Anna Webber – “Percussive Mechanics”


Anna Webber - "Percussive Mechanics"This is an album that finds its identity in its changing tempos.  Percussive Mechanics, the new album by Anna Webber, is an album with an array of moving parts, a collection of assemblages that don’t appear to be easy fits, yet keeping finding their home.  This album is a multifaceted entity consisting of crosscurrents of motion and perpetual incitements of activity.  The key is in how the alternating rhythmic patterns accentuate melodic fragments, and the way in which they smooth out the edges between compositional exactitude and wild improvisational flurries.

The other thing to know is that this is one of the most compelling albums of 2013.

Your album personnel:  Anna Webber (tenor sax, flute), James Wylie (clarinet, alto sax), Elias Stemeseder (piano, wurlitzer), Julius Heise (vibes, marimba, whistling), Igor Spallati (double bass), Max Andrzejewski (drums, glockenspiel, miscellaneous percussion, whistling), and Martin Kruemmling (drums, miscellaneous percussion).

No track better exemplifies the way Webber’s ensemble utilizes the shiftiness of time than in second track “Certain Transcendence.”  Webber’s opening solo on tenor sax is a series of quick hits, offered up more for their rhythmic value than note selection.  But this transforms slowly into a statement of melody, turning into something quite pretty when Stemeseder and Heise accompany on piano and vibes.  With Spallati’s bass as propulsion, they create a surging tempo that carries bits and pieces of the melody to shore.  And in the same way it builds up to a crest, the ensemble breaks it back down, first by digging in deeper and transitioning into a thick groove, before transitioning back to a surging tempo that becomes increasingly sparse, so that by the time the song reaches its conclusion, it has returned to solitary notes murmuring words of rhythm.

This music stands pretty much alone.  At times, it recalls the Claudia Quintet’s talent at summoning strange melodic threads from the midst of a thick rhythmic fog.  It is also reminiscent of Todd Sickafoose’s Tiny Resistors, in that way a mixed bag of moving parts are made to coalesce into songs quite tuneful.

“Dan:ce” embodies both of those references with its pulsing tempo and spry melody.  It’s a tune both blithely carefree and mathematically erudite.  It’s a song whistled by an android on a beautiful Spring afternoon.  And “Terrarose” with definitive melodic shouts amidst a sea of jumbled percussion… criss-crossing lines with a surgical precision and Jackson Pollock imagery.

Heise’s vibes open title-track “Percussive Mechanics” with the crispness of icicles and the warmth to melt them away.  Wylie is a dust devil on alto sax, matching the song’s herky-jerky motion, but hinting at a pattern within apparent randomness.  Heise returns to the forefront with a vengeance, pairing up with Webber’s tenor sax to bring an enveloping heat that covers the entire surface of the rhythm section.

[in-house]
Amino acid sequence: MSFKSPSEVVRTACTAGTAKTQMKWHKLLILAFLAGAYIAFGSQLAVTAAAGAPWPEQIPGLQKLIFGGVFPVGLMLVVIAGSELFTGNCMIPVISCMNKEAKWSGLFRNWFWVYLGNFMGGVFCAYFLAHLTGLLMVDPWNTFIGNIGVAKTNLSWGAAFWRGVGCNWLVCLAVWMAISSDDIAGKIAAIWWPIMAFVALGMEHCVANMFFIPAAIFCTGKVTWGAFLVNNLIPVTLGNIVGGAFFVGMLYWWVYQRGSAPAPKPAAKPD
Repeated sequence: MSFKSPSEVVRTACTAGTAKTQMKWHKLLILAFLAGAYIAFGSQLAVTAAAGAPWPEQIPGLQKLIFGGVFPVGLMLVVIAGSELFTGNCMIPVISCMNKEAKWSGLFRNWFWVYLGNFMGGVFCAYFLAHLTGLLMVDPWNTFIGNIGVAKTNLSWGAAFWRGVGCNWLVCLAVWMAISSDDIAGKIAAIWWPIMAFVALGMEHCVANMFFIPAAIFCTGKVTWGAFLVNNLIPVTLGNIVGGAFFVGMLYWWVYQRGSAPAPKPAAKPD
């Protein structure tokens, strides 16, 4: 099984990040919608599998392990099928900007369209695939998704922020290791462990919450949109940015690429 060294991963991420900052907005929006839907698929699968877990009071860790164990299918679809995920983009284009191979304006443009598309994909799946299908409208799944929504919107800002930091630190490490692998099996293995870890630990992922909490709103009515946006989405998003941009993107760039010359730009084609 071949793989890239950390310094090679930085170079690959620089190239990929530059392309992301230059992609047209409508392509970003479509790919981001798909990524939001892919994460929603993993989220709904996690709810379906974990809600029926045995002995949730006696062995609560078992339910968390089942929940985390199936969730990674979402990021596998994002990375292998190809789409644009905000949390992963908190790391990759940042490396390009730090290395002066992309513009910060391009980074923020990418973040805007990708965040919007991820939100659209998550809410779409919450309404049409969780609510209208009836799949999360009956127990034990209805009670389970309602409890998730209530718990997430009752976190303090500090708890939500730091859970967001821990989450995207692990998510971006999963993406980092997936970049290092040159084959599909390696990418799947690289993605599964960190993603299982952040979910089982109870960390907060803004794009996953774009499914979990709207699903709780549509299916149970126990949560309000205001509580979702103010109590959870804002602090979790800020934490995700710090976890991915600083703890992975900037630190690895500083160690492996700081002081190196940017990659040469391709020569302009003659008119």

“Sleeping Is Giving In” with its dreamy saxophone harmonies twirling about Spallati’s thick bass line, resounding like a heart muscle pumping blood to save its life.  Those heartbeats get ever closer as the ensemble drives the song up into a furious roar, vibes creating something approaching a drone, and saxophones cresting above the rhythmic wave with wailing statements of melody.

Some melodies never leave the embryonic stage.  “Vigilance” is a continuity of rhythmic stream-of-conscious statements.  Webber’s opening solo seems more intent on warping time than forming something that a listener could hum along to.  Heise accompanies on marimba, serving as glittering stars to Webber’s dim moonlight.  And yet, there is a moment when Webber rises above it all and soars overhead with the most beautiful melodic phrasing… a brief interlude from the percussive dynamics that surrounds it.

“Histrionics” doesn’t even have so much as an interlude.  It begins with the mewing of saxophone, and it ends with flailing… the appeal lies in the illustration of how a reed instrument can effectively spar with drums.  And “Let It Cut More Deep” with arco bass and glistening marimba notes are a shadowplay duet between darkness and sunlight, bisected by a sudden confluence of the ensemble joining together for a grand statement of fury, before receding back to a smaller, sublime expression of unformed sound.  And album closer “Eins!” uses tempo as a blunt force object, casting aside melodic intentions for a conclusion that’s all bang.

A recording that holds no small amount of fascination, offering up big sounds in tiny doses, and utilizing motion to toy with the sense of time.

Released on Pirouet Records.

Jazz from NYC.

Available at:  eMusic | Amazon CD | Amazon MP3